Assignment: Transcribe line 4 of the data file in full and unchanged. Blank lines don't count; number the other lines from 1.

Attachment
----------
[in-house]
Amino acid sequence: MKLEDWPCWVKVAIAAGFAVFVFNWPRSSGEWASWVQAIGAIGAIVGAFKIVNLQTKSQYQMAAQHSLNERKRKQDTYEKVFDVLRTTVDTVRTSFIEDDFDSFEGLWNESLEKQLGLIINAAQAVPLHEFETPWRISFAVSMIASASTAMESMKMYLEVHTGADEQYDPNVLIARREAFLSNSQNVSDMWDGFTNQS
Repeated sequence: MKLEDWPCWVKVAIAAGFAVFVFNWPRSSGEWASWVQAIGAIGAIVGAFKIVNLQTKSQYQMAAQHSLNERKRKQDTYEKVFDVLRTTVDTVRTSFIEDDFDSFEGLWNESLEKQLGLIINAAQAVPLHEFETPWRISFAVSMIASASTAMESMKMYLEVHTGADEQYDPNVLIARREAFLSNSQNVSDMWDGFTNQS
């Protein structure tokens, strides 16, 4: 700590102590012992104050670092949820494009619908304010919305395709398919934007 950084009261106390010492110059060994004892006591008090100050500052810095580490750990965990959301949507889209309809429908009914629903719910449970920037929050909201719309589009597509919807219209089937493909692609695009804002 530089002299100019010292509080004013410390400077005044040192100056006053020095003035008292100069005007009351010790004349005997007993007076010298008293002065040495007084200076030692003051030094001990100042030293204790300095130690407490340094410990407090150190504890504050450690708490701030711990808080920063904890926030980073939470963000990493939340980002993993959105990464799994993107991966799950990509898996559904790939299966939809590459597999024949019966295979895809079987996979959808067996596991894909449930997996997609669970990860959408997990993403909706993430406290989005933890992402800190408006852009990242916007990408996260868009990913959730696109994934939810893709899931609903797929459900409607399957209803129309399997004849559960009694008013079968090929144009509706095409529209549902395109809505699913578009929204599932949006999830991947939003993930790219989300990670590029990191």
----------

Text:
């Protein structure tokens, strides 16, 4: 700590102590012992104050670092949820494009619908304010919305395709398919934007 950084009261106390010492110059060994004892006591008090100050500052810095580490750990965990959301949507889209309809429908009914629903719910449970920037929050909201719309589009597509919807219209089937493909692609695009804002 530089002299100019010292509080004013410390400077005044040192100056006053020095003035008292100069005007009351010790004349005997007993007076010298008293002065040495007084200076030692003051030094001990100042030293204790300095130690407490340094410990407090150190504890504050450690708490701030711990808080920063904890926030980073939470963000990493939340980002993993959105990464799994993107991966799950990509898996559904790939299966939809590459597999024949019966295979895809079987996979959808067996596991894909449930997996997609669970990860959408997990993403909706993430406290989005933890992402800190408006852009990242916007990408996260868009990913959730696109994934939810893709899931609903797929459900409607399957209803129309399997004849559960009694008013079968090929144009509706095409529209549902395109809505699913578009929204599932949006999830991947939003993930790219989300990670590029990191």